One in five Americans suffer from an autoimmune disease and fall victim to 4 common mistakes. Discover the 4 common mistakes to solving autoimmune disease and how they only further regress your health.

The human body is an amazing biological machine if you stop and consider its complexity, adaptability, and resilience. Every day it is assaulted by disease, stress, and harmful chemicals, and most of the time we are completely unaware of the battle being waged by our immune system. Unfortunately, for about one out of five Americans, a defect in the immune system causes it to mistakenly identify the body’s own tissue as a foreign invader.1 Women are three times more likely than men to suffer from an autoimmune condition. The reason for this discrepancy is not precisely known, although recent studies suggest the presence of estrogen increases inflammation response, one of the bodies’ natural immune agents against foreign pathogens.2

Autoimmunity can produce a variety of symptoms, ranging from irritating to debilitating and deadly. Alopecia areata, which affects nearly 2% of Americans, occurs when the immune system marks hair follicles as foreign bodies, often resulting in extensive hair loss.3 An autoimmune response against the thyroid gland can cause Hashimoto’s disease, marked by an underactive thyroid, or Grave’s disease, resulting in an overactive thyroid. Hashimoto’s disease affects approximately 5% of the U.S. population, and the vast majority of those affected are women.4 Grave’s disease is thought to affect 1%, also affecting women at a rate 7 to 8 times that of men.5 Even patients suffering from the same autoimmunity can exhibit vastly different symptom severity. Some patients with Guillain-Barré syndrome, an autoimmunity in which the body attacks a key component of the nerve networks that control muscular movement, may experience only imbalance and can completely recover in a matter of weeks. Other patients experience complete paralysis for months and never recover complete range of motion. Fortunately, Guillain-Barré is rare, affecting 1-2 people out of every 100,000.6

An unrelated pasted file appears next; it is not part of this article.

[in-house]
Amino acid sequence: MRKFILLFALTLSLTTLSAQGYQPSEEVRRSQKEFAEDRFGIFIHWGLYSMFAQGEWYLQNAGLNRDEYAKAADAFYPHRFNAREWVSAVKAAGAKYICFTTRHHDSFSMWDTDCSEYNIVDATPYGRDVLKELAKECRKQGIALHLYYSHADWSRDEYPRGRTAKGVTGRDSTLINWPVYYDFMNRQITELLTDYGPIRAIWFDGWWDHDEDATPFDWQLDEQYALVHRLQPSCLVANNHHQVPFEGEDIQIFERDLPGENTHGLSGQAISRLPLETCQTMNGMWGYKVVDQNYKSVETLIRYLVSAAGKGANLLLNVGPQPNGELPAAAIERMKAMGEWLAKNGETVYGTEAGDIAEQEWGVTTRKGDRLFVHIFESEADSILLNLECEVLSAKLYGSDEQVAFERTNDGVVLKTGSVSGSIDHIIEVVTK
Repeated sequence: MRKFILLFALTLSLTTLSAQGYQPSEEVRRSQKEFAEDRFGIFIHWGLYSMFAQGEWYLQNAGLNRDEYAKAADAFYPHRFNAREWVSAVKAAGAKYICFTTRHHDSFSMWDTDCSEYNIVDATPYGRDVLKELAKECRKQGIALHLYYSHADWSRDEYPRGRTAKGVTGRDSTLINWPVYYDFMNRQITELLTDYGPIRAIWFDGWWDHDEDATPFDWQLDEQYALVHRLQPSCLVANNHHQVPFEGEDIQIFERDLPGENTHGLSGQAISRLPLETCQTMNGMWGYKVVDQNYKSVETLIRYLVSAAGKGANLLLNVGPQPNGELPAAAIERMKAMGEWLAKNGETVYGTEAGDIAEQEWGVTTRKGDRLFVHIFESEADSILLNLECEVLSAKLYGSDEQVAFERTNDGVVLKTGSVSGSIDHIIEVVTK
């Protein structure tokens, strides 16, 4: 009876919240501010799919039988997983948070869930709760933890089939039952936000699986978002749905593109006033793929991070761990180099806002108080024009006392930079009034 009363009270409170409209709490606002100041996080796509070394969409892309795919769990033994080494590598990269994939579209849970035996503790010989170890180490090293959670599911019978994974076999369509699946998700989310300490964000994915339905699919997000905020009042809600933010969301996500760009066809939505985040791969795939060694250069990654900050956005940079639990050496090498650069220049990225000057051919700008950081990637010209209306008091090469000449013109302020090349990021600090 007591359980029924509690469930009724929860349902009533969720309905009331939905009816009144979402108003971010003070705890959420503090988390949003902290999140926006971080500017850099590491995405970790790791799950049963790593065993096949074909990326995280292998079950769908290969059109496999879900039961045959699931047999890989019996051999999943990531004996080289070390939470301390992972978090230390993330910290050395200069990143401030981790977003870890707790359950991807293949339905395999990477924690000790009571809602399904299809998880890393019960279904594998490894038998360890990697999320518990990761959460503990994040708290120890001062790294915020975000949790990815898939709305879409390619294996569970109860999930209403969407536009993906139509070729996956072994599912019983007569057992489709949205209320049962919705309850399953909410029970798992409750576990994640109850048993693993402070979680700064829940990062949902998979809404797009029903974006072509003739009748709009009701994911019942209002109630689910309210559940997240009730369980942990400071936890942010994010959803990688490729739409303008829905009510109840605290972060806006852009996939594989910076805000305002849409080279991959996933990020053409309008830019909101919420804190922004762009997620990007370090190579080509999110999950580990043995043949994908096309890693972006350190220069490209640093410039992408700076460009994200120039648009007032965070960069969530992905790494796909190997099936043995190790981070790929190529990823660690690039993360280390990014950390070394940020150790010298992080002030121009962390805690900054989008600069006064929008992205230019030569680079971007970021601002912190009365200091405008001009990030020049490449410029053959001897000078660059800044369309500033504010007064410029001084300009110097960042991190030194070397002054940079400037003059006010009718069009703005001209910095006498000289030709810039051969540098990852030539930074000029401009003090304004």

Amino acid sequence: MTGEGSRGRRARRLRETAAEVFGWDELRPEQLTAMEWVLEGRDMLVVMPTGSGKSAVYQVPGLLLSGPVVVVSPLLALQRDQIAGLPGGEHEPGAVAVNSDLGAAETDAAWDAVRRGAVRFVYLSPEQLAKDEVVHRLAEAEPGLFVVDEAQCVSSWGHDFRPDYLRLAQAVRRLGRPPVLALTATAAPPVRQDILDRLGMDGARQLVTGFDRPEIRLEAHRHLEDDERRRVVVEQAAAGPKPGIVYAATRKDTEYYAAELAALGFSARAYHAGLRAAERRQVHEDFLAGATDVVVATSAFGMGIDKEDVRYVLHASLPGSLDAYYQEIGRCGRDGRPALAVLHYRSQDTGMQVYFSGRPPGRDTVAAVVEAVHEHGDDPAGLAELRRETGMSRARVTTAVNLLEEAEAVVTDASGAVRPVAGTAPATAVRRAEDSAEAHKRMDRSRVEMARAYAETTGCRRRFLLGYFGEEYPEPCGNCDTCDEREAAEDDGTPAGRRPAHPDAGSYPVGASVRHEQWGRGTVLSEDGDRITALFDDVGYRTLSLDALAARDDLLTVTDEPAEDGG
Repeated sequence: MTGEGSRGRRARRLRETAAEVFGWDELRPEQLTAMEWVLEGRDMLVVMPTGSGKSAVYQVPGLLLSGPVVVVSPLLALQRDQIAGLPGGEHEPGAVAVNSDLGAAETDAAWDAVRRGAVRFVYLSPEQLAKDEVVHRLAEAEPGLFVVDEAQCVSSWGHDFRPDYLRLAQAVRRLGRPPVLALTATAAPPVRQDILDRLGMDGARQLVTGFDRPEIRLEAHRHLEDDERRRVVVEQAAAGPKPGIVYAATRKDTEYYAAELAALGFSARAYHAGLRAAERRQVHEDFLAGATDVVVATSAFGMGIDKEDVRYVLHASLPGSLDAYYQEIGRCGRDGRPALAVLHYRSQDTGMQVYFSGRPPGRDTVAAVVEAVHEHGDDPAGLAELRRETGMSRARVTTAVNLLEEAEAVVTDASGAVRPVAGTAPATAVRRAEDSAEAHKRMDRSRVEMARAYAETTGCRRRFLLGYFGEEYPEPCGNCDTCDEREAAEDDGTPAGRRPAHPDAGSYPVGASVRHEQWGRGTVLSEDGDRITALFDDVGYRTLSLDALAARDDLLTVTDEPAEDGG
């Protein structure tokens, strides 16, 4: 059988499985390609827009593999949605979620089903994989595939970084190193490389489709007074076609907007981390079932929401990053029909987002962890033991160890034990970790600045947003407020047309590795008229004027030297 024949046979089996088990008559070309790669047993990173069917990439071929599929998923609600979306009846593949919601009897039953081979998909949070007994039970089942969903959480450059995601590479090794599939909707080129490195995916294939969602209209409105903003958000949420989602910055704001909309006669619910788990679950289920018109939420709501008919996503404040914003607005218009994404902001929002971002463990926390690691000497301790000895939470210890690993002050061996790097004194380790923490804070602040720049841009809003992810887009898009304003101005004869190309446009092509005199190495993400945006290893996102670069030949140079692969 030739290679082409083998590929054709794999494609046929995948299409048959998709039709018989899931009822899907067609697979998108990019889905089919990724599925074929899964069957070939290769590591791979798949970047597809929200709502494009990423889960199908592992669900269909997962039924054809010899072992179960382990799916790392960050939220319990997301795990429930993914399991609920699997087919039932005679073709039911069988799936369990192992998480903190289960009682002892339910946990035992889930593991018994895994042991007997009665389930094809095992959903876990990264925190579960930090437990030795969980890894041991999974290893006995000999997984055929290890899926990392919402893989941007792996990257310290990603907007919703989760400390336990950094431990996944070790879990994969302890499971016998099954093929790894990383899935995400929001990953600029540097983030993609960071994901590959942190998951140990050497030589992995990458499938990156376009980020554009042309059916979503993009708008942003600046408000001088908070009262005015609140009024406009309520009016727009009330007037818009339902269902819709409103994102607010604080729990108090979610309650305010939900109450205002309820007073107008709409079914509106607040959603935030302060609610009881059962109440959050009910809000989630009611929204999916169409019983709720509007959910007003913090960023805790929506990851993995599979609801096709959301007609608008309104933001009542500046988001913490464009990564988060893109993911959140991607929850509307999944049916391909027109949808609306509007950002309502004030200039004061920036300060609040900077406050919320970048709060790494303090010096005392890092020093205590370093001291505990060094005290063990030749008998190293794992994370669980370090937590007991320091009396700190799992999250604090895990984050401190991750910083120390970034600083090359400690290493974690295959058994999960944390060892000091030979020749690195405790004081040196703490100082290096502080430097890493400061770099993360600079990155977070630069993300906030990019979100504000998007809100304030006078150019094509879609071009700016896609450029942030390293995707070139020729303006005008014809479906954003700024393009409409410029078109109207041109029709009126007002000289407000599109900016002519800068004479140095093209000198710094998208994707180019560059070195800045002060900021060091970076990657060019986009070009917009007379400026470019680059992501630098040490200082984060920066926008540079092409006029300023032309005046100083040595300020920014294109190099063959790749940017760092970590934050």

Because biological pathways involved in immune response are both numerous and complex, autoimmune disorders are difficult to understand and even more difficult to treat. The medical community is only scratching the surface at understanding these diseases. Unfortunately for sufferers, drug therapy is currently limited to treatments that suppress the immune system altogether and may have other harmful effects on the body.

Non-steroidal anti-inflammatory (NSAID) pain relievers, which include common over-the-counter medications such as aspirin and ibuprofen and their prescription-strength counterparts, are taken by 30 million people every day to treat pain with any number of causes.7 For patients with persistent and debilitating pain, including those with autoimmune disorders, complications from NSAID overuse is frighteningly common.  According to the American College of Gastroenterology, more than 100,000 Americans are hospitalized each year from ulcers and gastrointestinal bleeding linked to NSAID use. Approximately 15,000-20,000 of these patients die as a result.8